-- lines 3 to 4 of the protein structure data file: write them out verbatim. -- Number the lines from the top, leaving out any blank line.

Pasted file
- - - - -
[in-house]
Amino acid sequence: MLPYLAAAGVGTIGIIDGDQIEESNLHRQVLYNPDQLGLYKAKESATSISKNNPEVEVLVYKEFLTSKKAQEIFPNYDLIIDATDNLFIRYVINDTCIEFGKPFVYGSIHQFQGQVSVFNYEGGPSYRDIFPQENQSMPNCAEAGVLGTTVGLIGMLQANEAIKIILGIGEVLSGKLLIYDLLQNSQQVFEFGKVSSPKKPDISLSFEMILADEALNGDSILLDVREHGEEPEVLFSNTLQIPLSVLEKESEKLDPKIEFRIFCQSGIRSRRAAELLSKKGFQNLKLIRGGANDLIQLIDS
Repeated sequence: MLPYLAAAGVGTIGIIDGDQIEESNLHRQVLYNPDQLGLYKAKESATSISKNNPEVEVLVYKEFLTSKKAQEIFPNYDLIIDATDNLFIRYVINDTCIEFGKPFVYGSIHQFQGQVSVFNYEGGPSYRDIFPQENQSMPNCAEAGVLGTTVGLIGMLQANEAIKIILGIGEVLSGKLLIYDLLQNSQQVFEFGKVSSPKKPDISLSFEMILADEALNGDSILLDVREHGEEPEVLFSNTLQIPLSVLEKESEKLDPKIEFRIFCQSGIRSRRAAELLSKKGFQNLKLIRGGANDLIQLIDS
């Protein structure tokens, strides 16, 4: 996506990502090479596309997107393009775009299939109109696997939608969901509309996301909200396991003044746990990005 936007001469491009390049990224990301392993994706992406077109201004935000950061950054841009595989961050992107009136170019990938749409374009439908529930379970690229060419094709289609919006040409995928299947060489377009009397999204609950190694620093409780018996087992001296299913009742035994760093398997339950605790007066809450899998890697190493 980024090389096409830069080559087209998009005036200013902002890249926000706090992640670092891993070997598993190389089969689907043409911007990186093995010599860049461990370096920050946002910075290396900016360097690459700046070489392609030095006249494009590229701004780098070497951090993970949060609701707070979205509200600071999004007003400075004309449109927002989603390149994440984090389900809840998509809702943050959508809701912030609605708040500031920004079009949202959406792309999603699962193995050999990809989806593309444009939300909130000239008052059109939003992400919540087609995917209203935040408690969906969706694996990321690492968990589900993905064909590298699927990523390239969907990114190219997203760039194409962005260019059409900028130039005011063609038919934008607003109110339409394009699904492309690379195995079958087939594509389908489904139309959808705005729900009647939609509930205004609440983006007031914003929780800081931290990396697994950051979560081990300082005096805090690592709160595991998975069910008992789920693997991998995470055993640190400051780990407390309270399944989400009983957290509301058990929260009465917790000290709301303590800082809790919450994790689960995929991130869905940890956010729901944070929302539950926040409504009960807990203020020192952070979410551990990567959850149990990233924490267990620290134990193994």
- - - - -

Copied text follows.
Repeated sequence: MLPYLAAAGVGTIGIIDGDQIEESNLHRQVLYNPDQLGLYKAKESATSISKNNPEVEVLVYKEFLTSKKAQEIFPNYDLIIDATDNLFIRYVINDTCIEFGKPFVYGSIHQFQGQVSVFNYEGGPSYRDIFPQENQSMPNCAEAGVLGTTVGLIGMLQANEAIKIILGIGEVLSGKLLIYDLLQNSQQVFEFGKVSSPKKPDISLSFEMILADEALNGDSILLDVREHGEEPEVLFSNTLQIPLSVLEKESEKLDPKIEFRIFCQSGIRSRRAAELLSKKGFQNLKLIRGGANDLIQLIDS
């Protein structure tokens, strides 16, 4: 996506990502090479596309997107393009775009299939109109696997939608969901509309996301909200396991003044746990990005 936007001469491009390049990224990301392993994706992406077109201004935000950061950054841009595989961050992107009136170019990938749409374009439908529930379970690229060419094709289609919006040409995928299947060489377009009397999204609950190694620093409780018996087992001296299913009742035994760093398997339950605790007066809450899998890697190493 980024090389096409830069080559087209998009005036200013902002890249926000706090992640670092891993070997598993190389089969689907043409911007990186093995010599860049461990370096920050946002910075290396900016360097690459700046070489392609030095006249494009590229701004780098070497951090993970949060609701707070979205509200600071999004007003400075004309449109927002989603390149994440984090389900809840998509809702943050959508809701912030609605708040500031920004079009949202959406792309999603699962193995050999990809989806593309444009939300909130000239008052059109939003992400919540087609995917209203935040408690969906969706694996990321690492968990589900993905064909590298699927990523390239969907990114190219997203760039194409962005260019059409900028130039005011063609038919934008607003109110339409394009699904492309690379195995079958087939594509389908489904139309959808705005729900009647939609509930205004609440983006007031914003929780800081931290990396697994950051979560081990300082005096805090690592709160595991998975069910008992789920693997991998995470055993640190400051780990407390309270399944989400009983957290509301058990929260009465917790000290709301303590800082809790919450994790689960995929991130869905940890956010729901944070929302539950926040409504009960807990203020020192952070979410551990990567959850149990990233924490267990620290134990193994």